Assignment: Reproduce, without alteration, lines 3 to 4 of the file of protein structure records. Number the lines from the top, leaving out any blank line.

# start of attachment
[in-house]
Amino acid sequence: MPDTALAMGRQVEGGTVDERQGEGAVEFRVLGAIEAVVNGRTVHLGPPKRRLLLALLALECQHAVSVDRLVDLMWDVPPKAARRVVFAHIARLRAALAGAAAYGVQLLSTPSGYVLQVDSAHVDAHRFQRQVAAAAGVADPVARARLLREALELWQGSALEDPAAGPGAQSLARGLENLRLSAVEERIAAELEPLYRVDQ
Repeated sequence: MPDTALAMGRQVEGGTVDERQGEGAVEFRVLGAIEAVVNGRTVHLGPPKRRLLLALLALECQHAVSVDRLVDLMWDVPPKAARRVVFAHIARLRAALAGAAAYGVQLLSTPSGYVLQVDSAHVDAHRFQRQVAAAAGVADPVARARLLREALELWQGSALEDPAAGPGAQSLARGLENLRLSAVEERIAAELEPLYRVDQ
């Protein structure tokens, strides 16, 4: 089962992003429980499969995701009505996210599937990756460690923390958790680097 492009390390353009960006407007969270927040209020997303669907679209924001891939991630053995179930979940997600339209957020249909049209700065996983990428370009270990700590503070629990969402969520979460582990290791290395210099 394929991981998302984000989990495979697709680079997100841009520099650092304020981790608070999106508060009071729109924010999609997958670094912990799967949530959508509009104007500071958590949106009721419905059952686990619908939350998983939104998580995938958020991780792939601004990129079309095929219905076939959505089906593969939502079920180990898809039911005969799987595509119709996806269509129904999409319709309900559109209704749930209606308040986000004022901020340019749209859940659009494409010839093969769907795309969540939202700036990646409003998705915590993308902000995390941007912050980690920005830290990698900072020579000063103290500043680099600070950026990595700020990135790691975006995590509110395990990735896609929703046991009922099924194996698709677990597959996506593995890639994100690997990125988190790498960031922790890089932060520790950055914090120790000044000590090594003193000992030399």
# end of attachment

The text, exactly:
Repeated sequence: MPDTALAMGRQVEGGTVDERQGEGAVEFRVLGAIEAVVNGRTVHLGPPKRRLLLALLALECQHAVSVDRLVDLMWDVPPKAARRVVFAHIARLRAALAGAAAYGVQLLSTPSGYVLQVDSAHVDAHRFQRQVAAAAGVADPVARARLLREALELWQGSALEDPAAGPGAQSLARGLENLRLSAVEERIAAELEPLYRVDQ
């Protein structure tokens, strides 16, 4: 089962992003429980499969995701009505996210599937990756460690923390958790680097 492009390390353009960006407007969270927040209020997303669907679209924001891939991630053995179930979940997600339209957020249909049209700065996983990428370009270990700590503070629990969402969520979460582990290791290395210099 394929991981998302984000989990495979697709680079997100841009520099650092304020981790608070999106508060009071729109924010999609997958670094912990799967949530959508509009104007500071958590949106009721419905059952686990619908939350998983939104998580995938958020991780792939601004990129079309095929219905076939959505089906593969939502079920180990898809039911005969799987595509119709996806269509129904999409319709309900559109209704749930209606308040986000004022901020340019749209859940659009494409010839093969769907795309969540939202700036990646409003998705915590993308902000995390941007912050980690920005830290990698900072020579000063103290500043680099600070950026990595700020990135790691975006995590509110395990990735896609929703046991009922099924194996698709677990597959996506593995890639994100690997990125988190790498960031922790890089932060520790950055914090120790000044000590090594003193000992030399």